Zumthor: Architecture for the Present
Sound is ephemeral. It reminds the listener that it is fleeting as it fades away at a rate distinct from those of the other senses. Echoes, however soft or lasting they are, are seemingly literary reminders of that which just occurred. The echo places you in the proximity of the now, and that is what we see in the work of Peter Zumthor.
There is this video on YouTube of the cellist Isang Enders playing Johann Sebastian Bach’s Cello Suite No. 1 inside Zumthor’s Bruder-Klaus-Feldkapelle in Wachendorf, Germany. The suite’s melody is instantly recognizable. It is one of those works in the cannon of classical music that will have a staying presence as long as time remains immortal. However, the specific performance that Enders delivers is different. It is not “different” in the sense of how he approaches the technically demanding octave jumps or the phrasing of each stanza, but rather in the ephemerality of its delivery. While the notes on the music’s score will more or less stay the same for generations to come, the space in which it is presented is constantly in flux. And as I watch this video again and again, I cannot help but focus on the acoustics of this small, concrete chapel in the middle of a farmer’s field. The warm sound of Enders’s cello are absorbed by the chamfered and crenelated walls; the notes do not linger in the air. They are of a specific moment, before escaping into the ether beyond and replaced by another set of phrases, which soon enough give way to the same expanse beyond. It is something as enigmatic as these fleeting notes that I believe is demonstrative of Zumthor’s architecture that underscores the “being” in and of the present moment. It is this sense of being that transcends both temporal and physical manifestations of the word. Those present in Zumthor’s spaces develop an acute sense of not only their own presence in relation to the physicality of the architecture, but an understanding of their temporal location. This multivalent approach to the concept of “being” allows for an architecture that is mutable in not only engaging with a multitude of contexts, but also a diversity of people that interact with the space.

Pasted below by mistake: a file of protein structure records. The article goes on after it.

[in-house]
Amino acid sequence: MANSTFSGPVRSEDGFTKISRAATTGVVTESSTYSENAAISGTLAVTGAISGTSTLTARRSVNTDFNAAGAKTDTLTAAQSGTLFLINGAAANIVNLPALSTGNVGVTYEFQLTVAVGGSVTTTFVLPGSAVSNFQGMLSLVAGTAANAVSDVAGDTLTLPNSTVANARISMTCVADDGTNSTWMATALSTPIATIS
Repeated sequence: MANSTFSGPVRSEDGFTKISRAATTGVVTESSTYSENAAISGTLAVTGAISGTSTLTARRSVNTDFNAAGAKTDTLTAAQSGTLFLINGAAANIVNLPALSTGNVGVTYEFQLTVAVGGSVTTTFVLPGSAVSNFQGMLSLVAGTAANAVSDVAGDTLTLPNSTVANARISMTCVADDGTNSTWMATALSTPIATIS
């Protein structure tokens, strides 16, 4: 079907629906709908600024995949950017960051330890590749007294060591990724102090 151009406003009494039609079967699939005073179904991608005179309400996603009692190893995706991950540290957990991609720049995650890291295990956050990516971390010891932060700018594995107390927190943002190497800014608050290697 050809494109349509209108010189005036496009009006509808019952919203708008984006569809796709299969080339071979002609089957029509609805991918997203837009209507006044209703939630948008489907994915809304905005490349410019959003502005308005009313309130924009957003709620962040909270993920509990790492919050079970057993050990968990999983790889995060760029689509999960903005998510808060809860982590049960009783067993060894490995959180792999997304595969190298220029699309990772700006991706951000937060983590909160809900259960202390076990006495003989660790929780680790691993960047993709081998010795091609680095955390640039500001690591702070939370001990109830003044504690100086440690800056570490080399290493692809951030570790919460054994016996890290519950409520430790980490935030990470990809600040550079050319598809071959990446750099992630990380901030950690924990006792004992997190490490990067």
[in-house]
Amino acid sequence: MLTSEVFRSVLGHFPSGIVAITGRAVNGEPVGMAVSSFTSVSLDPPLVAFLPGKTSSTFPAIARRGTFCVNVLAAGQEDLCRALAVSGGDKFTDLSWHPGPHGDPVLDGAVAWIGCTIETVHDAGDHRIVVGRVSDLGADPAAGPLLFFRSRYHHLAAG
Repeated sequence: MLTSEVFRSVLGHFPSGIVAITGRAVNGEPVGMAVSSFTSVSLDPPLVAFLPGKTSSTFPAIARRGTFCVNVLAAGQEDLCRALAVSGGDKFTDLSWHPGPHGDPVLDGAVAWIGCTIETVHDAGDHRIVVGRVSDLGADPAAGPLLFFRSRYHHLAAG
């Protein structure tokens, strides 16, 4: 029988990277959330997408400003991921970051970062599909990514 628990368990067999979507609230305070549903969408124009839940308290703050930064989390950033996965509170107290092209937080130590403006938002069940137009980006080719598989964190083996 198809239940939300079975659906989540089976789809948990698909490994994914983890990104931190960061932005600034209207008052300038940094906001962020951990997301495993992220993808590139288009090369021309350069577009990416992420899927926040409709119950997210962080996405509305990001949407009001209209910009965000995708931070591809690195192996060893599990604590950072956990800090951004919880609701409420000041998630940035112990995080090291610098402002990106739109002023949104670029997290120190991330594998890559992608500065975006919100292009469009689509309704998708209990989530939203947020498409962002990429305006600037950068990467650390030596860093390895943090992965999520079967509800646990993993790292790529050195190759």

The Aura of Wisdom
In the era of the “Starchitect,” Peter Zumthor is a bit of a peculiar figure in that he shuns the media’s attention. In many newspaper articles, authors often note how Zumthor is an elusive character. He is hard to pin down for interviews, leaving journalists and academics paging through his writings for the answers to their questions. When he travels, unlike his fellow Pritzker Prize peers, he keeps a strategically low profile, as a degree of anonymity affords him the possibility of becoming an observer of a given environment. It is not as though he shuns attention – he has effectively cultivated a brand about his name and ideas – but his notable absence from the spectacle of the media is defining part of his aura. And it might be the word aura that best defines him, as it is also what synthesizes his work. His atelier, in the small town of Haldenstein in the Graubünden canton of Switzerland, is removed from the distractions of city life. Like a modern day version of Henry David Thoreau and other transcendentalist authors of the 19th Century, this isolation from the hubbub of the city allows for a practice that engenders self-reflection.